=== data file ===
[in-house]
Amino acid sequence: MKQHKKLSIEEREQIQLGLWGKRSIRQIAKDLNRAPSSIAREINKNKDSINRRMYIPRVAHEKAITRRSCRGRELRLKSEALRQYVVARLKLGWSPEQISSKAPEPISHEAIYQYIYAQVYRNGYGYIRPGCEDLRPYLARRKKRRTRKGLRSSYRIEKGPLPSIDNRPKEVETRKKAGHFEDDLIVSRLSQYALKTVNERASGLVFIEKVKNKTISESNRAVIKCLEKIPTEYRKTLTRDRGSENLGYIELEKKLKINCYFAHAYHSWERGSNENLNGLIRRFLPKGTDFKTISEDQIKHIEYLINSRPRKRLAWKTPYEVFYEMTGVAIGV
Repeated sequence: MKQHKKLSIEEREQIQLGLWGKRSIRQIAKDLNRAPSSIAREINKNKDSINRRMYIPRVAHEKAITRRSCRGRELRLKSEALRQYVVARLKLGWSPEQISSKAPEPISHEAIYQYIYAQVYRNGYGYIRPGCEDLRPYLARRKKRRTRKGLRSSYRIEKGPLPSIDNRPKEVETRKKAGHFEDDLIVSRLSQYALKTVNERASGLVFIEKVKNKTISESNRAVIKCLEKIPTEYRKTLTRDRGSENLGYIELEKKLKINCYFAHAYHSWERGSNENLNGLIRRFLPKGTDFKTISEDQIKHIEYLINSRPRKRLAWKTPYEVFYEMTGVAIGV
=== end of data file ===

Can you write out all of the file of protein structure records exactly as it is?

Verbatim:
[in-house]
Amino acid sequence: MKQHKKLSIEEREQIQLGLWGKRSIRQIAKDLNRAPSSIAREINKNKDSINRRMYIPRVAHEKAITRRSCRGRELRLKSEALRQYVVARLKLGWSPEQISSKAPEPISHEAIYQYIYAQVYRNGYGYIRPGCEDLRPYLARRKKRRTRKGLRSSYRIEKGPLPSIDNRPKEVETRKKAGHFEDDLIVSRLSQYALKTVNERASGLVFIEKVKNKTISESNRAVIKCLEKIPTEYRKTLTRDRGSENLGYIELEKKLKINCYFAHAYHSWERGSNENLNGLIRRFLPKGTDFKTISEDQIKHIEYLINSRPRKRLAWKTPYEVFYEMTGVAIGV
Repeated sequence: MKQHKKLSIEEREQIQLGLWGKRSIRQIAKDLNRAPSSIAREINKNKDSINRRMYIPRVAHEKAITRRSCRGRELRLKSEALRQYVVARLKLGWSPEQISSKAPEPISHEAIYQYIYAQVYRNGYGYIRPGCEDLRPYLARRKKRRTRKGLRSSYRIEKGPLPSIDNRPKEVETRKKAGHFEDDLIVSRLSQYALKTVNERASGLVFIEKVKNKTISESNRAVIKCLEKIPTEYRKTLTRDRGSENLGYIELEKKLKINCYFAHAYHSWERGSNENLNGLIRRFLPKGTDFKTISEDQIKHIEYLINSRPRKRLAWKTPYEVFYEMTGVAIGV